ADS: Welikala et al. 2016
ArXiv: Welikala et al. 2016
As part of our collaboration’s work looking into the nature of gravitationally lensed dusty, star forming galaxies discovered in the South Pole Telescope survey, I’ve written a lot about what the background, lensed sources look like, but what about the foreground lensing galaxies and the dark matter haloes they live in? This paper, led by Niraj Welikala, uses data from the Planck and Herschel satellites to show that the foreground lensing galaxies live in environments that are more actively forming stars than random patches of sky, out to distances of about 2Mpc from the lens galaxies.
Niraj determined this by stacking Planck and IRIS data, which spans 220 – 3000GHz, at the locations of the SPT objects, and subtracting the contribution from the background lensed galaxies themselves. This works because Planck has much lower resolution than our other follow-up programs with APEX and Herschel, so Planck picks up emission on much larger spatial scales that isn’t associated with the background galaxies directly.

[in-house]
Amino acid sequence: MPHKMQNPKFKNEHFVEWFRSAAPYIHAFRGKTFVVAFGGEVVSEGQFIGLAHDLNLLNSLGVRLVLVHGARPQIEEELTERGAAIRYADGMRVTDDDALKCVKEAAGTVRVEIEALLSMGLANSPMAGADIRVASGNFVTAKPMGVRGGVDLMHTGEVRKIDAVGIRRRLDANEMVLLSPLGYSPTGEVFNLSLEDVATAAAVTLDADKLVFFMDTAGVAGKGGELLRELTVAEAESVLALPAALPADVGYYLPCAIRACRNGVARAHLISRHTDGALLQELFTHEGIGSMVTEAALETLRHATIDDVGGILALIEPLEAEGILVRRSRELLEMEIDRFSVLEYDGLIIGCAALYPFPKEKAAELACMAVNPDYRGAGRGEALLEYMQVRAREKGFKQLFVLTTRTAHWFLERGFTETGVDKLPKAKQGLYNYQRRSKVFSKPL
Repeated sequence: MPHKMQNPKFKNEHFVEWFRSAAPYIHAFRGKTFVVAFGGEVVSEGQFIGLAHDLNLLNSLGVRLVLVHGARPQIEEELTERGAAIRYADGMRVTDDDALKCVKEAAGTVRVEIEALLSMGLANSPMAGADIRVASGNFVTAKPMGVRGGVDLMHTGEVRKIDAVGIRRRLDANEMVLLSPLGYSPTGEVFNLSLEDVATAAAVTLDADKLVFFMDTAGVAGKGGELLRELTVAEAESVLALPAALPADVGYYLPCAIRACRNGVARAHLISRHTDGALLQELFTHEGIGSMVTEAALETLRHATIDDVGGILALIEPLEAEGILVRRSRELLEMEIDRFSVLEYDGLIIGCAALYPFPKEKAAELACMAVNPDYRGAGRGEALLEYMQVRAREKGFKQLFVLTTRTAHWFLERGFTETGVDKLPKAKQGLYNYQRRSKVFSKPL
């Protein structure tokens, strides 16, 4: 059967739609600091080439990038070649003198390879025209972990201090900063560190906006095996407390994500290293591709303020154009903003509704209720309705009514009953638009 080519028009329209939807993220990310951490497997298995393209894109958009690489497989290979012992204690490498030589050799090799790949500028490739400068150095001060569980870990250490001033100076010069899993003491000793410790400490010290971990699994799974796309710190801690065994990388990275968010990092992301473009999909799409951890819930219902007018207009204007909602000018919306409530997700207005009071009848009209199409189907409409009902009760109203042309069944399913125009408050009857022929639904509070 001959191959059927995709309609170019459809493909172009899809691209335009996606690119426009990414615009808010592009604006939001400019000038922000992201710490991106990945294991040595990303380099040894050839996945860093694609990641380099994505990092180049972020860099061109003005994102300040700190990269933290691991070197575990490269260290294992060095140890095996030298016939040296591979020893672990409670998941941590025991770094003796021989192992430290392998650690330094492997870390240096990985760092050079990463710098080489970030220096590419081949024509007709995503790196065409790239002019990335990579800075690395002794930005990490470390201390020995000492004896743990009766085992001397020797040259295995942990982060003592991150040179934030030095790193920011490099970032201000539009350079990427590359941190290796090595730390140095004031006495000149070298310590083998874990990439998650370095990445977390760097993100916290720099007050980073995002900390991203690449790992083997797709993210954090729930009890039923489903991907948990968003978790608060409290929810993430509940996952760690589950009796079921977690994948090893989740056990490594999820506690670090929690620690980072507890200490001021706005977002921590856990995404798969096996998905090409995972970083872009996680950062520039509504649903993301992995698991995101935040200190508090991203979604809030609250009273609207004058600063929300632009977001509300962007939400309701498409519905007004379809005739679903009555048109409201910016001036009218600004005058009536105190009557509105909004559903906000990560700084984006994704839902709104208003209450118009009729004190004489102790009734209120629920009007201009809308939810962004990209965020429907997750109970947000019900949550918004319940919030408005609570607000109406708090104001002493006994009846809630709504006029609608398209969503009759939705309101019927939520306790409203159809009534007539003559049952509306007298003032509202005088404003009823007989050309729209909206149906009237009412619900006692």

By looking at the excess emission in Planck, Niraj determines that it’s fully consistent with being associated with the environments around the foreground lensing haloes. Some of the sources responsible for the excess (about 20%) are actually resolved by Herschel, and they have star formation rates of a few hundred solar masses per year; the rest of the excess is probably coming from fainter objects in the neighboring haloes. The results are consistent with simple models of the sources responsible for the Cosmic Infrared Background, and also the relationship between star formation rate and environmental density of galaxies (which reverses around the typical lens redshifts, so that galaxies in more dense regions of space form fewer stars in the nearby universe).